Where will your retirement money come from? If you’re like most people, qualified-retirement plans, Social Security, and personal savings and investments are expected to play a role. Once you have estimated the amount of money you may need for retirement, a sound approach involves taking a close look at your potential retirement-income sources.
For women, retirement strategy is a long race. It’s helpful to know the route.
Even low inflation rates over an extended period of time can impact your finances in retirement.
Retirement income may come from a variety of sources. Here's an overview of the six main sources.
Regardless of how you approach retirement, there are some things about it that might surprise you.
There are common mistakes you can avoid when saving for retirement.
This investment account question is vital and answered as early as possible.
Making a career move requires tough decisions, not the least of which is what to do with the funds in your retirement plan.
This calculator compares employee contributions to a Roth 401(k) and a traditional 401(k).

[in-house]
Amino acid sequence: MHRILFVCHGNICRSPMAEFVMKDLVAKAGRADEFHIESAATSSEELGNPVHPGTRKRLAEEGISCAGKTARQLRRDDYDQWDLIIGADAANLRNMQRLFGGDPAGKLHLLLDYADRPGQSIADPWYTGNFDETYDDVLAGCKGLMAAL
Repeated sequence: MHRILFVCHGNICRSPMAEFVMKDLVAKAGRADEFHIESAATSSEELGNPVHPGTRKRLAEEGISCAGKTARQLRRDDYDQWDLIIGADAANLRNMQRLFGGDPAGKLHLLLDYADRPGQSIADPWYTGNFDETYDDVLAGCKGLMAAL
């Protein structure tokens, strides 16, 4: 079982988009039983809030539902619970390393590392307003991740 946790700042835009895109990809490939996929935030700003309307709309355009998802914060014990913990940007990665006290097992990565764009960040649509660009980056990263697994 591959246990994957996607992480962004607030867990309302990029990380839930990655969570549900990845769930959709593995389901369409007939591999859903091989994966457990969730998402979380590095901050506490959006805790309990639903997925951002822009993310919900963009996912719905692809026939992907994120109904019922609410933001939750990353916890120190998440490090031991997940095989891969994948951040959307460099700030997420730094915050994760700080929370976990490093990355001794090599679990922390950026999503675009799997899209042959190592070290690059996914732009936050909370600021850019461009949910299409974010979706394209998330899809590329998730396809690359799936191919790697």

This calculator may help you estimate how long funds may last given regular withdrawals.
Estimate the maximum contribution amount for a Self-Employed 401(k), SIMPLE IRA, or SEP.
Estimate how long your retirement savings may last using various monthly cash flow rates.
Estimate how much income may be needed at retirement to maintain your standard of living.
Estimate your monthly and annual income from various IRA types.
There are a lot of misconceptions about Social Security. Here’s the truth about three of them.
Imagine your ideal post-pandemic retirement with this animated video.
What does your home really cost?
A growing number of Americans are pushing back the age at which they plan to retire. Or deciding not to retire at all.
When you retire, how will you treat your next chapter?
Here are five facts about Social Security that might surprise you.